Energy Futures Markets.

First things first, as an energy broker offering a fixed-rate energy contract to your customer, you must understand how the price of the contract is derived. Like any commodity or stock, electricity and natural gas have a futures market. That is, the future delivery of electricity or natural gas at a certain given time can be traded or agreed upon ahead of time.

We know that sounds confusing. Allow us to simplify things. Let’s say a producer of natural gas wants to gain some security knowing what his revenue might be for the next 12 months based on the total gas he is producing. That producer might enter into a futures contract with a buyer and agree that no matter the market price of gas for the next 12 months, he will sell it to the buyer at X price. That, in essence, is the basis of a futures contract. Here are a few key items you must know about energy futures to be a competent energy broker.

Read more about energy futures here.

1. Future Months Create Calendar Strips

When energy suppliers offer fixed-rate agreements to end-use customers, they too, are entering into futures contracts with producers on the wholesale market in order to guarantee their costs for the specific contract term. In the futures market, each calendar month has a specific price, and those prices are averaged to create calendar strips.

Typically, retail energy suppliers look to calendar strip prices when determining their costs for a fixed-rate retail contract. These strips move up and down each trading day with the movement of the underlying monthly contracts. Here is an example of the 2020-2025 NYMEX natural gas calendar strips. Note that these calendar strips reflect trading days May 7, 2019 through September 24, 2020.


You might also take notice to the quick increase in the 2021 calendar strip in March 2020 (represented by the turquoise blue line). As the pandemic came into full swing, future prices drastically increased.

Understanding how to access this data and interpret it will make you a more effective energy broker. You will understand what drives supplier pricing, where it might be going, and how to take advantage of future market dips.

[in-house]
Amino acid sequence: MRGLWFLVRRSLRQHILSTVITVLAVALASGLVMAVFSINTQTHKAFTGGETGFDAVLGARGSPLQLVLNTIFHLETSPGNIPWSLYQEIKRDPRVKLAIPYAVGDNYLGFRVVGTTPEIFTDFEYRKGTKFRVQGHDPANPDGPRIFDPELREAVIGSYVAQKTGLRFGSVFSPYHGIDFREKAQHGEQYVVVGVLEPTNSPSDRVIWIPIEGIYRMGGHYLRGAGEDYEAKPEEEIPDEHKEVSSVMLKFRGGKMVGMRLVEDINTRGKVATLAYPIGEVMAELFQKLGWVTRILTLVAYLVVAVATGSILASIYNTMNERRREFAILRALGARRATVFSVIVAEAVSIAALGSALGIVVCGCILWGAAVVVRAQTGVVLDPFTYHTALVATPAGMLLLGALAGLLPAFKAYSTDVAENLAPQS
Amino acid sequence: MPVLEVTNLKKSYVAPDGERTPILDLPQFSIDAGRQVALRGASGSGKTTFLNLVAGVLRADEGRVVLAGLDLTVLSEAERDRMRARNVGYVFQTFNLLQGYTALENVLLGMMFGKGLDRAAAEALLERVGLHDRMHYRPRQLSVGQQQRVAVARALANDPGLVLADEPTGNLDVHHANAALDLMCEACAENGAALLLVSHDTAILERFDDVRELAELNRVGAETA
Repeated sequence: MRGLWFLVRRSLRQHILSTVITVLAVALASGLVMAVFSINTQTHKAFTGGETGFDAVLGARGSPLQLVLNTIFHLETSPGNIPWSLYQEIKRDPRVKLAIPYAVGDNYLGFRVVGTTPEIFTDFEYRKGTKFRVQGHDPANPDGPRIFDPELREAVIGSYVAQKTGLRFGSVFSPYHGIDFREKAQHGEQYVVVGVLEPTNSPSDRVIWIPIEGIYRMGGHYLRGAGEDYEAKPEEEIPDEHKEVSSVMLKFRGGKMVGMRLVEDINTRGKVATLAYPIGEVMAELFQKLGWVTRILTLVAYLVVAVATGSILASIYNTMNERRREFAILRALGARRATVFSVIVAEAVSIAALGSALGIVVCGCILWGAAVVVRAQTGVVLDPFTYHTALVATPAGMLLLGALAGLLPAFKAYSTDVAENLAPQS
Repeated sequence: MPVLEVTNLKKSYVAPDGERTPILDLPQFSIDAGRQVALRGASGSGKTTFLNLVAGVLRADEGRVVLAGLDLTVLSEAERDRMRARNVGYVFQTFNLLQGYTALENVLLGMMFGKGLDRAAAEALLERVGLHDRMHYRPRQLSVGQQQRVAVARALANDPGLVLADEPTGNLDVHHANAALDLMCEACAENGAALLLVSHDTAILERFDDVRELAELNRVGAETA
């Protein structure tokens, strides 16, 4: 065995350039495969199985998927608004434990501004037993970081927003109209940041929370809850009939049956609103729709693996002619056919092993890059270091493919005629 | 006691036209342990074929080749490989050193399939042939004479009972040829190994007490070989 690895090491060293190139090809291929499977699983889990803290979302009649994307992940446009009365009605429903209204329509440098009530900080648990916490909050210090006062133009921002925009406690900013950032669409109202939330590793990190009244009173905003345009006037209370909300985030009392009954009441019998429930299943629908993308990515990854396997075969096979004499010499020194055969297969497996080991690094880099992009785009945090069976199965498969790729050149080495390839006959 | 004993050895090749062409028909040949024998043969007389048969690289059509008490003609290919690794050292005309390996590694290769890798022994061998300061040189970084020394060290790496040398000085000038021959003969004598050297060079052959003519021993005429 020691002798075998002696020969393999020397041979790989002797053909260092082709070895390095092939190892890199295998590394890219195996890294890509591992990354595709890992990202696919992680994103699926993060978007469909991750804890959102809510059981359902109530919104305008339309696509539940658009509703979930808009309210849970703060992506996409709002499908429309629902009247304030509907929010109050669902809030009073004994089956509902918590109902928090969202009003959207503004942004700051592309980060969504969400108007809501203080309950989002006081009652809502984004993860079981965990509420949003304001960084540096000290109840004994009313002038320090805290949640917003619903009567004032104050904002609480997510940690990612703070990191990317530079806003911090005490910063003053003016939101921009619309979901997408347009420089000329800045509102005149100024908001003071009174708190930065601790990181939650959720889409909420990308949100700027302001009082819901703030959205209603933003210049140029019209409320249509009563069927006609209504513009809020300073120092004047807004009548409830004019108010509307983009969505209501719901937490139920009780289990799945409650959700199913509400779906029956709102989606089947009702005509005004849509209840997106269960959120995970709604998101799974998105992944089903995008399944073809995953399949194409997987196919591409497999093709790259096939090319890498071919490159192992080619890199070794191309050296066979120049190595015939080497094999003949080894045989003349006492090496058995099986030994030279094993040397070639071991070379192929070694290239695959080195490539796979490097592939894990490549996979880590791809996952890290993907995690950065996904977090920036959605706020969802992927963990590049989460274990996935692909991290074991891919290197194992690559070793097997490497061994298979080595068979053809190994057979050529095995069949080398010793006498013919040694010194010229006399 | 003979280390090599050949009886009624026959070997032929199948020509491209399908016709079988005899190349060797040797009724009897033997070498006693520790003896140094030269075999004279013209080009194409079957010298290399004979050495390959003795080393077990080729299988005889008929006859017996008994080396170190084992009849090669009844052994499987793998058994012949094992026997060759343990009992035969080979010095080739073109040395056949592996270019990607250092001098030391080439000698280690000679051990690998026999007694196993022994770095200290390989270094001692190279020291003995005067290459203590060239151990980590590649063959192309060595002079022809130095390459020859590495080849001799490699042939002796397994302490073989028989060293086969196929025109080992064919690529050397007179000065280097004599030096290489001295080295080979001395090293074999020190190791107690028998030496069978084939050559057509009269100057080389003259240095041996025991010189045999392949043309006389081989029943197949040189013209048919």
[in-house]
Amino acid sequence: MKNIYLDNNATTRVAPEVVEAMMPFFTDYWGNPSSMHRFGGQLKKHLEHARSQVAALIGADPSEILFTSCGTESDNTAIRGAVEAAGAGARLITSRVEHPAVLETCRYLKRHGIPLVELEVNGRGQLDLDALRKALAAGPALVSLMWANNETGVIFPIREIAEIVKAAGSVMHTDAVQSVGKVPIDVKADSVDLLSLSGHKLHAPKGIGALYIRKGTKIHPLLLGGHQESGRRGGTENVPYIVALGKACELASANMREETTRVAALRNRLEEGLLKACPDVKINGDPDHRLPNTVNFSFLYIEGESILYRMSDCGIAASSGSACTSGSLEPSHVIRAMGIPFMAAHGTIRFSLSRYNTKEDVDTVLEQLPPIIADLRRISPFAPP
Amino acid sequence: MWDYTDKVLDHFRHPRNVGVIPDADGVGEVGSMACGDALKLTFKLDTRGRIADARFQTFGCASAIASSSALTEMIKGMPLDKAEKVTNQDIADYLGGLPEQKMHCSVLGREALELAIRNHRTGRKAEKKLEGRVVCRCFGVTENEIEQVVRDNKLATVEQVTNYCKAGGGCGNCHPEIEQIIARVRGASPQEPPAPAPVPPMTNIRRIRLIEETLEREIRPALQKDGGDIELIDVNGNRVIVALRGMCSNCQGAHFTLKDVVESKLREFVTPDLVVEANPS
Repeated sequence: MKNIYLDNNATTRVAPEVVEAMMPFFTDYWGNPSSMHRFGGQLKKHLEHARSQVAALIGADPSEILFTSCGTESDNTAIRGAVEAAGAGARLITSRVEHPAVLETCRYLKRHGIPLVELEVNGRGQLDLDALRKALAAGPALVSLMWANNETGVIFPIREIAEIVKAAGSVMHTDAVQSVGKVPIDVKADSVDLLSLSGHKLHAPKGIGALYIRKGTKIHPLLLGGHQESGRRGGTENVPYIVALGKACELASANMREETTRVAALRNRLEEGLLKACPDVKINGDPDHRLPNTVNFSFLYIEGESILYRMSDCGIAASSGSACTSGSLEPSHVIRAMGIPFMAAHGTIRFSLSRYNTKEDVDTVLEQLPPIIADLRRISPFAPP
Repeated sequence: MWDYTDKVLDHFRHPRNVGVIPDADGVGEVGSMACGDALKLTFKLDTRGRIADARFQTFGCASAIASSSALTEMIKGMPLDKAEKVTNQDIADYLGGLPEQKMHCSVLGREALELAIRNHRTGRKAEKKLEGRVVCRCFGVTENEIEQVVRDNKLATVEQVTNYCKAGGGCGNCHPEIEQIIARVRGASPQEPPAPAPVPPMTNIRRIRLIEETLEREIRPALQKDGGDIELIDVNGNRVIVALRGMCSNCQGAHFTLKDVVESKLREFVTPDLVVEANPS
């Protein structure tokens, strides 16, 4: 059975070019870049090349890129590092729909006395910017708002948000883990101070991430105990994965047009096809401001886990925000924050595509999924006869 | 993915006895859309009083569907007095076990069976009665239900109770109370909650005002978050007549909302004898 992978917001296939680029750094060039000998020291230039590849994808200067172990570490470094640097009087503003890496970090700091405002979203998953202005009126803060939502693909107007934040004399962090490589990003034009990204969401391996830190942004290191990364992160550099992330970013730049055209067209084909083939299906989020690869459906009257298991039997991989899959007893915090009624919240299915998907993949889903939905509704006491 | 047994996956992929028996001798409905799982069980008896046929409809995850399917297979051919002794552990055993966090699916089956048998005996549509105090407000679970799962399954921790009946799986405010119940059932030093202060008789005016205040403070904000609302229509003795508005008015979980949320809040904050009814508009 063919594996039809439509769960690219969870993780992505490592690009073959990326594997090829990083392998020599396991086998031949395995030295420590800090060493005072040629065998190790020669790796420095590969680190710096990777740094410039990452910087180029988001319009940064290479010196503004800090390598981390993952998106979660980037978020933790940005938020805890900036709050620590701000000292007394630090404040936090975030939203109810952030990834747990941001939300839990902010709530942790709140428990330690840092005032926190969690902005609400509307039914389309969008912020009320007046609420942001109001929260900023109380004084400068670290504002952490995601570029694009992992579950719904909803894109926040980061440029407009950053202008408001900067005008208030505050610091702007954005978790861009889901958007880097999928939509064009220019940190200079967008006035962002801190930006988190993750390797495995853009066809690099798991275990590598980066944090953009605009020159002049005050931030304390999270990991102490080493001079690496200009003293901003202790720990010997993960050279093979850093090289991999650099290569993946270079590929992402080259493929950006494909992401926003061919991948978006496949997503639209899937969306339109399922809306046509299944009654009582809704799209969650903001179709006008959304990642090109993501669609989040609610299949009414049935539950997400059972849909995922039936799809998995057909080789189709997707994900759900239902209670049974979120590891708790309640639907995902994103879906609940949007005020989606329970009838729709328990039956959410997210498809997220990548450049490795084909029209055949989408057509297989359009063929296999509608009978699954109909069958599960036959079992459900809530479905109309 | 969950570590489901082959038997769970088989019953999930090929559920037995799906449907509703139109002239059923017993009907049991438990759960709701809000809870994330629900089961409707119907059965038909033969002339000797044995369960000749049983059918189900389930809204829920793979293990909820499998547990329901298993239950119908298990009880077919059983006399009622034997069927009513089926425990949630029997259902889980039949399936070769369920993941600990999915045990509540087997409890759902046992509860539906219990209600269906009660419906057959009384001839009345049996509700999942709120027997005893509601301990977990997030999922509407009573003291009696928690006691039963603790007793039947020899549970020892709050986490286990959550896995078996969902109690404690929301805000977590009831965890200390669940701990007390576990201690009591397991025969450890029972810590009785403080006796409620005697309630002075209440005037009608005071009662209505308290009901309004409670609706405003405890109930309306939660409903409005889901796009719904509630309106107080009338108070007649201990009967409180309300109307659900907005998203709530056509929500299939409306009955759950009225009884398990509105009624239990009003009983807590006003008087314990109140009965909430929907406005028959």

2. Peaks and Shoulders

Another key concept to understand is the market price trends around peak months and shoulder months. Energy marketing pricing, in the short term, is largely based on supply and demand. Because colder and warmer temperatures can create added demand for energy, summer and winter months typically have higher prices.

As evidenced by the chart below, energy futures typically trade at higher prices December – February and June – August. These seasons have higher anticipated demand and speculation in the market reflects this.


Seasoned energy brokers know how to structure retail energy supply contracts to take advantage of lower-priced shoulder months. In fact, you might even notice in supplier matrix pricing that contracts ending in May or November have lower rates. The reason for this is that those contracts are capturing one more shoulder period and have a lower net cost to the supplier. Here are some tips for utilizing shoulder months to sell lower-cost energy to your customers.

Pro Tips

  • Sell sweet spot terms that have more shoulder period than peak periods
  • Lock-in peak period prices that typically have high volatility, and float shoulder periods (see more on block + index pricing here)

3. Less Volatility Out The Curve

To fully understand the difference between energy spot prices, energy future prices, and what affects the two, one must understand the make-up of the futures curve.

Since each future calendar month has an individual price, when you align them together, you get a futures curve. It might look something like this:


The first month of the futures curve is the most recent month, or “front month”. When you hear about natural gas or oil prices on CNBC, they are referencing the front month contract. This contract is heavily impacted by market fundamentals, such as supply and demand.

When you move further “out the curve”; however, those monthly contracts are less affected by short-term market fundamentals. In fact, when you look several years out the curve, futures prices have very little volatility when compared to the front month contract.

Energy brokers can take advantage of this market phenomenon by future-dating retail supply contracts for their customers. Just because current market prices are high does not mean that there isn’t opportunity further out the curve to save your customers on their energy costs.

Want to learn more about how you can utilize energy futures data to become a better energy broker?

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